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CT Brain Scan Lawsuit Stands Poised In WV

March 25, 2011
Written by: , Filed in: Cardiac Imaging, Diagnostic Imaging, Emergency Radiology
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Surprisingly, almost three weeks elapsed from the time a West Virginia hospital admitted exposing CT brain perfusion scan patients to radiation overdoses until the first legal action hit the courts.

As we reported early this month, Cabell Huntington Hospital in Huntington issued a press release saying that some patients suspected of being stroke victims received the overdoses during the period from October 2009 through November 2010. On Tuesday, two law firms in Charleston, West Virginia, filed a notice of claim against the hospital on behalf of three former patients. In West Virginia, that’s a necessary prelude to filing a medical malpractice lawsuit.

The filing indicated that the lawyers want to make the lawsuit a class action.

In other radiology news:

  • Ground was broken Tuesday for the first proton therapy center in the Pacific Northwest, to open in 2013 on the campus of Northwest Hospital & Medical Center in Seattle. Proton therapy is a form of radiation therapy for cancer that uses proton beams instead of X-rays. Protons can be controlled more precisely and thus cause less damage to healthy tissue. DOTmed News reports that the United States has only nine proton therapy centers, with a 10th scheduled to come on line next year. Why so few? Proton-accelerating cyclotrons or synchrotons are expensive. The Seattle center will cost $160 million.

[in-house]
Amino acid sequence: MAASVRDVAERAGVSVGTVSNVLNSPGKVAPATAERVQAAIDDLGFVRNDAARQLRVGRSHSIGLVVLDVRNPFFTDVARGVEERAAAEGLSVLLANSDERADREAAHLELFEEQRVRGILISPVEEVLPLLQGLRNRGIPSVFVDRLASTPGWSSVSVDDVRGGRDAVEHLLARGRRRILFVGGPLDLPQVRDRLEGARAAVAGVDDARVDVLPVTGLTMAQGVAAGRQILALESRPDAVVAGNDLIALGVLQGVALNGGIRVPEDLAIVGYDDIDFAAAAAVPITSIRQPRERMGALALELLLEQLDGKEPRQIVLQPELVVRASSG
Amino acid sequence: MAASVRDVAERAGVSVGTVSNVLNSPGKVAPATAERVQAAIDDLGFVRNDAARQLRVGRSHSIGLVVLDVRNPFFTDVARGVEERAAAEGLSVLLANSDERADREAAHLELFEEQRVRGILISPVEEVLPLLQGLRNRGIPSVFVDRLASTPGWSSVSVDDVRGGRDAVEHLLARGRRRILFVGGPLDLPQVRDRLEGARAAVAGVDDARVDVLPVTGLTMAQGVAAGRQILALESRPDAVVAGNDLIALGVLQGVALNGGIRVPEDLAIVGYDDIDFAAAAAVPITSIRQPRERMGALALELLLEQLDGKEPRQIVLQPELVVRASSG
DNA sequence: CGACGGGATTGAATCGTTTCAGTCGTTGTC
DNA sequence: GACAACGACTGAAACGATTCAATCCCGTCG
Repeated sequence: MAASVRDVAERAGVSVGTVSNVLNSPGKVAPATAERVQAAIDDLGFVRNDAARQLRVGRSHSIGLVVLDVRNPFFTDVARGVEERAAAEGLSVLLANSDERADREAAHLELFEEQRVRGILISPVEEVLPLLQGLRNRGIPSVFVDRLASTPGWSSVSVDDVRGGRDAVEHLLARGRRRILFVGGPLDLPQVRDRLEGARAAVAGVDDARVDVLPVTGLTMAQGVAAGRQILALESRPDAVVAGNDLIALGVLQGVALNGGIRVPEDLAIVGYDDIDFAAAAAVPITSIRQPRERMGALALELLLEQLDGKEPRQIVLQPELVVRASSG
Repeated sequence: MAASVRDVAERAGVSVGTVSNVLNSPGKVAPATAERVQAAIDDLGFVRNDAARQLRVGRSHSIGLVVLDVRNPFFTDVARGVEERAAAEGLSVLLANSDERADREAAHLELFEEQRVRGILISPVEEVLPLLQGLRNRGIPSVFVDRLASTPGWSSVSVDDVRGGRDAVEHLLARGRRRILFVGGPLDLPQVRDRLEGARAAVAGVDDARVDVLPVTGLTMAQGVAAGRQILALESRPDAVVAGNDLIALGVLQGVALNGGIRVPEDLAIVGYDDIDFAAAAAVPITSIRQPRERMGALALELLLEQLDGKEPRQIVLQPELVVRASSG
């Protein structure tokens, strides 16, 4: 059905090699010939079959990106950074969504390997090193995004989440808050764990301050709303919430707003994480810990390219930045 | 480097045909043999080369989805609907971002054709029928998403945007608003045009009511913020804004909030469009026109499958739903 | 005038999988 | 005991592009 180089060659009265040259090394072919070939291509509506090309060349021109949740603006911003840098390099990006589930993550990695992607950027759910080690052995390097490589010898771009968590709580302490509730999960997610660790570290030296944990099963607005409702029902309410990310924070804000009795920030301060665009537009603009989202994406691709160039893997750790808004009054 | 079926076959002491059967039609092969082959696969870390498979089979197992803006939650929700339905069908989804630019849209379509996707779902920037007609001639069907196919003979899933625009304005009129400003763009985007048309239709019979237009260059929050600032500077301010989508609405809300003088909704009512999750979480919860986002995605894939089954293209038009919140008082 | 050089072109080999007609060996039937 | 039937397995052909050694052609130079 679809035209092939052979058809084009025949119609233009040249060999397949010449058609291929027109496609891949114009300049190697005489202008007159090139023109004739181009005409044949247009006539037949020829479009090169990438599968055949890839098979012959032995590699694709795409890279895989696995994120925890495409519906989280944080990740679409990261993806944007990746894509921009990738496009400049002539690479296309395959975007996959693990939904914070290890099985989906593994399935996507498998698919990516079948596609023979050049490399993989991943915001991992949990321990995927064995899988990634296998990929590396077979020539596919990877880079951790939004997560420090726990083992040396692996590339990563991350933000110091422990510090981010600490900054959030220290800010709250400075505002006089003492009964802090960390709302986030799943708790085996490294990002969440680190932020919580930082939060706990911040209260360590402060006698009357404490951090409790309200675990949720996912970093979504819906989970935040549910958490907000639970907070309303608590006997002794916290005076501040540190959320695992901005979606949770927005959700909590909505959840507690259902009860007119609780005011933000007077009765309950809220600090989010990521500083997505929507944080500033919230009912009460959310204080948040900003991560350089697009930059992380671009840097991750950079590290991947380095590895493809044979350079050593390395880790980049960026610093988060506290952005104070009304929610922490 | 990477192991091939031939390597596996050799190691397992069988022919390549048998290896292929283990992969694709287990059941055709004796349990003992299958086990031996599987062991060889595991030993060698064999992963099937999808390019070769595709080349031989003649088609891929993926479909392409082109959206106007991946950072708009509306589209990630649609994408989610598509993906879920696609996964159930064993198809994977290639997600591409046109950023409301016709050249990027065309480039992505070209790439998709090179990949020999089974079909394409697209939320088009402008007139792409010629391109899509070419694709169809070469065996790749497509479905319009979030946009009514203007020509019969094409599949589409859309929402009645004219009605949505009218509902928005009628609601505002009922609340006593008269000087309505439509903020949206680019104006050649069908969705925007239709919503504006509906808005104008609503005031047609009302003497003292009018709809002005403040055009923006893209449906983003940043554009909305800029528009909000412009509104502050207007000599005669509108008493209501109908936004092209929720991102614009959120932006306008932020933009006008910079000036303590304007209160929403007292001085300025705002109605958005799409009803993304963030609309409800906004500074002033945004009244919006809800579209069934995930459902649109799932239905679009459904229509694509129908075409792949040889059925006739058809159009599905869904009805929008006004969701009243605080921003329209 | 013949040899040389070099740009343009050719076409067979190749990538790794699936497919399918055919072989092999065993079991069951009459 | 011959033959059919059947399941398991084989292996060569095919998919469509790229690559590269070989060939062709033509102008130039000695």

• The Royal Cornwall Hospitals National Health Service Trust in England has implemented an electronic system for ordering medical images that takes only seconds. “Our clinicians like the system because they have had a lot of input into its development, so it works in just the way they want it to,” said Simon Thorogood, MD, a consultant radiologist. Reports Jamie Thompson of Healthcare IT News:

In the previous paper-based system, it could take several days for an order to reach the appropriate person. Incomplete information or poor handwriting led to further complications in completing orders.

Related seminar: CT Angiography and 3D Imaging: Current State-of-the-Art

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